Ladies and Gentlemen…Album Covers as Data Viz

This week’s Makeover Monday was another one of those I tend to struggle with – just one measure (export value in USD for drugs and medicine) and two dimensions (country and year, with full data for only four years).

As usual I started with a quick exploration of the data, looking at total exports by year then trends by country. Yet it felt like I only had half the picture (exports but not imports). I was surprised to see Germany as the largest exporter, expecting it to be the U.S.  Perhaps U.S. production is mostly for the domestic market?

There seemed like two options: to do what Mike Cisneros describes as looking for the missing dogs (a sankey showing exports and imports?) or to embrace the limitations and think creatively…

Album Covers as Data Viz

Creative up to a point, that is. My idea was to create a homage to Neil Richards’ series of albums as Data Viz, themselves homages to iconic album designs. (You can see examples by Neil here and here, or at the twitter hashtag #AlbumsCoversAsDataViz).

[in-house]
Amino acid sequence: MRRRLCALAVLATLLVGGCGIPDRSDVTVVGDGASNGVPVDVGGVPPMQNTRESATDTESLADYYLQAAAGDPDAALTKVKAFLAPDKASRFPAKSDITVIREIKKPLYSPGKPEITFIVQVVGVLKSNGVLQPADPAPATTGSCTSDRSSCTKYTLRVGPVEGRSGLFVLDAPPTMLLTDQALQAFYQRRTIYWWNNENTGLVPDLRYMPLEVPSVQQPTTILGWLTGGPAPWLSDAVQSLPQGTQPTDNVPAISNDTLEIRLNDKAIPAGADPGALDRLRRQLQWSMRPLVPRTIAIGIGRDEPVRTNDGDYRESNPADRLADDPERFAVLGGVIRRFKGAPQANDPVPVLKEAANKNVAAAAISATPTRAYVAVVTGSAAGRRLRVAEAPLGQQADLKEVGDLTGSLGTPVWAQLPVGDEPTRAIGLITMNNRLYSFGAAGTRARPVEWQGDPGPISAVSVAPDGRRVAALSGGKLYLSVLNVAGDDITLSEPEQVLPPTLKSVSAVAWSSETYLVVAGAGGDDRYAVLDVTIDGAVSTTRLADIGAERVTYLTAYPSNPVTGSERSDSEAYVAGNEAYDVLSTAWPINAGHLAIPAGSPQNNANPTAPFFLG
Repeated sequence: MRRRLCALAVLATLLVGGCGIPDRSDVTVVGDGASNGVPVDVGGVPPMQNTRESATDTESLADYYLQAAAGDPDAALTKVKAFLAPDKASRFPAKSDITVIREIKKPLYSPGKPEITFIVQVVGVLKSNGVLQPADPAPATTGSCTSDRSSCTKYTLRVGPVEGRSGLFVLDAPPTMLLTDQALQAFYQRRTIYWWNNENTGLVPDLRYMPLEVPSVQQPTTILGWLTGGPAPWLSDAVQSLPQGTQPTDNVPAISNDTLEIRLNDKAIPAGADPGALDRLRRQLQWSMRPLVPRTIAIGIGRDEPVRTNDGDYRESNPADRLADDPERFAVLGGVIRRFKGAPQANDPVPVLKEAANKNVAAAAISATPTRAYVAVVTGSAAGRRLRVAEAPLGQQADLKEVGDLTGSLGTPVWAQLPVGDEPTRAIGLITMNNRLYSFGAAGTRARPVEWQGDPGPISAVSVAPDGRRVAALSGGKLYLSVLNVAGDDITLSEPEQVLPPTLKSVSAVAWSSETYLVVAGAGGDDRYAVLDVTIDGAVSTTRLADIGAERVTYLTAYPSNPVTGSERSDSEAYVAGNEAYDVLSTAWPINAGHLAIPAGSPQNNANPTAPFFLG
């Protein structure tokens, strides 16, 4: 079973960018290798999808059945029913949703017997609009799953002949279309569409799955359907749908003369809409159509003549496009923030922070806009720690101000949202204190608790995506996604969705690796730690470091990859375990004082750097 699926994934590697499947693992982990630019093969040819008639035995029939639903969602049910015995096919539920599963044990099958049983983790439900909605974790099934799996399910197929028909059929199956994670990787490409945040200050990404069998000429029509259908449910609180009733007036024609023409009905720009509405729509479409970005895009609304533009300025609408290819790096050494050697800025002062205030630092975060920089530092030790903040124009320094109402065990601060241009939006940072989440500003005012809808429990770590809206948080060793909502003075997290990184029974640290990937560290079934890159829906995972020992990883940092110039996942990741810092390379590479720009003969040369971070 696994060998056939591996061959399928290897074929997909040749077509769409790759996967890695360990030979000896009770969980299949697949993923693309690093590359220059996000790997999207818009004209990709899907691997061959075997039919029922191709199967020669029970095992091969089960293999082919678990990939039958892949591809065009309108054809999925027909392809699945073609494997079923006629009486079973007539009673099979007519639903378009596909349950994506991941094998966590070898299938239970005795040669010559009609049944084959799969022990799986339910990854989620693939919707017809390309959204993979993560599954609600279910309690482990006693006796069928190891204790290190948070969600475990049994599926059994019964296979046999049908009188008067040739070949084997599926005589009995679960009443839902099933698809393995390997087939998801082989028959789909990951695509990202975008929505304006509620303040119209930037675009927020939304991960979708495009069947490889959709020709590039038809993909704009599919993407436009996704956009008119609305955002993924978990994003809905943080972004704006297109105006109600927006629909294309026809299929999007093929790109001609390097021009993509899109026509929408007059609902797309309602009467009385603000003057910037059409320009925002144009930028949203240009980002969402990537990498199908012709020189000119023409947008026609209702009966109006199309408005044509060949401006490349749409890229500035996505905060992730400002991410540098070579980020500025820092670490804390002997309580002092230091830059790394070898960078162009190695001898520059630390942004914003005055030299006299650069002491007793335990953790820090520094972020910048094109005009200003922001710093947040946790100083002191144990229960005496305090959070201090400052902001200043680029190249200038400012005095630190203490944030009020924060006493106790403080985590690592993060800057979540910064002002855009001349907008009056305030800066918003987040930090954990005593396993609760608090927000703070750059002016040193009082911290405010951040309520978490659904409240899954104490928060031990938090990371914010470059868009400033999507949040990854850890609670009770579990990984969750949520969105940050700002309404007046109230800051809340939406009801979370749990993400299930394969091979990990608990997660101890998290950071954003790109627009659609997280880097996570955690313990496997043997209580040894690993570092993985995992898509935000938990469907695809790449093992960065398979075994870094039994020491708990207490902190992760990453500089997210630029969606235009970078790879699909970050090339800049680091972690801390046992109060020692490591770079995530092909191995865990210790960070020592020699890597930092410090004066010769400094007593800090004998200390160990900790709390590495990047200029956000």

Given the subject matter, Ladies and Gentlemen We Are Floating in Space by Spiritualized seemed like a perfect choice (as well as being one of my favourite albums). The artwork for the album was designed by Mark Farrow to resemble prescription medicine, with the CD contained in a foil blister pack and credits resembling medical information.

The circle design lent itself to showing total drugs and medicine export value by year (there is one fewer circle, but it does mean the most recent year to the right of the chart is more prominent). The chart itself is just a circle for each year with a white border and 0% opacity, sized by total export value.

Circles

I found an article online that suggested the font used was Helvetica, used HTML Color Codes to get the right shade of blue, and chose text inspired by the original artwork which related to the subject. By importing the original album as an image to use as a template, I was able to make the final design pleasingly close to the original:

The finished image is lacking in insight, of course. However the beauty of viz in tooltips is that I could add detail to the interactive Tableau public version while keeping the design as minimal and clean as the original. So ladies and gentlemen, here is the final version, complete with tooltip for each year showing the total export value and top 10 countries:

Viz in tooltip

 

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